for the tenth consecutive year, Cuba has maintained its infant mortality rate below five per thousand live births, it is enough reason to celebrate. But knowing that the reasons to celebrate go further, to verify that, at the end of 2017, the country reached the lowest infant mortality rate in its history, with 4 per thousand live births, is extraordinary.
This is corroborated by preliminary data offered to Granma by the Directorate of Medical Records and Health Statistics, which informs that in 2017, there were 114,980 births, 1,892 fewer than in 2016, and there were 465 deaths in children under one year old—32 less than in 2016—which is the lowest number of deaths so far recorded.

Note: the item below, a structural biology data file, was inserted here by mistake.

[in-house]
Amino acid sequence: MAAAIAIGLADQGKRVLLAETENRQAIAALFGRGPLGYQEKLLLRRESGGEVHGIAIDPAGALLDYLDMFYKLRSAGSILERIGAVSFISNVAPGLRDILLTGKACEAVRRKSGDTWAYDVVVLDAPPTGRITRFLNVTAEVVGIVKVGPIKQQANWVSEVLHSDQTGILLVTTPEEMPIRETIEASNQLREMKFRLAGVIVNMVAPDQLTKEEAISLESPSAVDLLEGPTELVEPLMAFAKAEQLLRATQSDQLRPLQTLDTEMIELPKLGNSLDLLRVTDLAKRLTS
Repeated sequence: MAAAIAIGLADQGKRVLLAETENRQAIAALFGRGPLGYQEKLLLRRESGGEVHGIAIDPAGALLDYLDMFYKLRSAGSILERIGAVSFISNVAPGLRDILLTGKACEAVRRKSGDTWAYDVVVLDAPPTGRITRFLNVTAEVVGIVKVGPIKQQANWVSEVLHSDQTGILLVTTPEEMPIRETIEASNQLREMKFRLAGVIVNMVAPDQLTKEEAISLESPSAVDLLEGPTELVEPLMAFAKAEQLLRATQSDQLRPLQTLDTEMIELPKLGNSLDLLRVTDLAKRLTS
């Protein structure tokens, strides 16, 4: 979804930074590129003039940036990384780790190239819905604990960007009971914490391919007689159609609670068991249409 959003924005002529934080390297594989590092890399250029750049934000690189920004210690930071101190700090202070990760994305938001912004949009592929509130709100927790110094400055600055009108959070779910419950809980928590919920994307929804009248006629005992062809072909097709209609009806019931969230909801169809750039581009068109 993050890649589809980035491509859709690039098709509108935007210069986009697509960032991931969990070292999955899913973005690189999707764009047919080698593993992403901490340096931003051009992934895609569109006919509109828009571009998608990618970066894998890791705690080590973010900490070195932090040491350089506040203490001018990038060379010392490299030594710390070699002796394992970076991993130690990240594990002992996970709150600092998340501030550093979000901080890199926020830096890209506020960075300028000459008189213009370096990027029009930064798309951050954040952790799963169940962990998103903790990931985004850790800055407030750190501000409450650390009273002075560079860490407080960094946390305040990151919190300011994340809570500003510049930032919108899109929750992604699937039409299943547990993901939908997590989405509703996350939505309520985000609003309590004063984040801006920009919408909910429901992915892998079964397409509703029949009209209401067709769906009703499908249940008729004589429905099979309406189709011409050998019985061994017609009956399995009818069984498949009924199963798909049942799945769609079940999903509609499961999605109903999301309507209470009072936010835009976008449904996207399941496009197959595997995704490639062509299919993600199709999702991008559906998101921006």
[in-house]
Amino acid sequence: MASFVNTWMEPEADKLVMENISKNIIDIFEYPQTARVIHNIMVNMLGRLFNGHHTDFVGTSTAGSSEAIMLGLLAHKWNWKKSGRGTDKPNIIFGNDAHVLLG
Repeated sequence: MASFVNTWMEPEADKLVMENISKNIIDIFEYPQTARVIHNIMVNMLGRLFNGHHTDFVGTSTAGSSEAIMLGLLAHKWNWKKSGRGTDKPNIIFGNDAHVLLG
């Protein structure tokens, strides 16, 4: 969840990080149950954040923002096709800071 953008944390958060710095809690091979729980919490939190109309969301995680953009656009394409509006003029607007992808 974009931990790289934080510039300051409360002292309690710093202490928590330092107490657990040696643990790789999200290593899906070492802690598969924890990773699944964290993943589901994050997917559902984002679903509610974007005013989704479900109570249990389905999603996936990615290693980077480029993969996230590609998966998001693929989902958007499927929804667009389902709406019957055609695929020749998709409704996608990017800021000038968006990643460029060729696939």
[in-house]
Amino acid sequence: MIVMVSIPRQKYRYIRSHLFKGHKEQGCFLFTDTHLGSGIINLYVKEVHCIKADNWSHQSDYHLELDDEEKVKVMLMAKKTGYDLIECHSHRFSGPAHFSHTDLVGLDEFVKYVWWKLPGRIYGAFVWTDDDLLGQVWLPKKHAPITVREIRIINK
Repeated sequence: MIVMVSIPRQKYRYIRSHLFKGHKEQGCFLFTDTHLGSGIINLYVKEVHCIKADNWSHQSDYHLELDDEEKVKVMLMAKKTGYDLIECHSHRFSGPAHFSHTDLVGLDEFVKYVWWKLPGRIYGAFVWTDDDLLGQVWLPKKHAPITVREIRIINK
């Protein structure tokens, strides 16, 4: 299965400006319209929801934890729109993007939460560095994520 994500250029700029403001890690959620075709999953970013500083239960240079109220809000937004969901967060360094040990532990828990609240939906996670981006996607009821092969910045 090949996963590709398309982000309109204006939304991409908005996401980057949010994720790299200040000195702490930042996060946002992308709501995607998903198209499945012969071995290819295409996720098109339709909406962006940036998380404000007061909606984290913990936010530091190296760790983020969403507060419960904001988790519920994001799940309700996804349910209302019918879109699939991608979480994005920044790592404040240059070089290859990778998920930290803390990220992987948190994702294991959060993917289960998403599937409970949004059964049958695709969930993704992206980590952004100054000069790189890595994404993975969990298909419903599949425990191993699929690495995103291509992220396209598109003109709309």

And if anyone has doubts about what this really means, it is perhaps illustrative to see to what extent the deaths of our children have been reduced, which in the year 1970 amounted to 9,173 deaths, with an infant mortality rate of 38.7.
“This indicator represents, first of all, the effort, sacrifice, commitment, and engagement of thousands of professionals who work in the maternal and child care services in the country. It tells us about the constant unity of the health system teams and the systematic work and collaboration between each of their areas. It is the expression of intersectionality in terms of the right to life. A gift of happiness from public health workers to Cuban families and the historical direction of the Revolution,” said Dr. Roberto Álvarez Fumero, head of the Maternal and Child Department of the Ministry of Public Health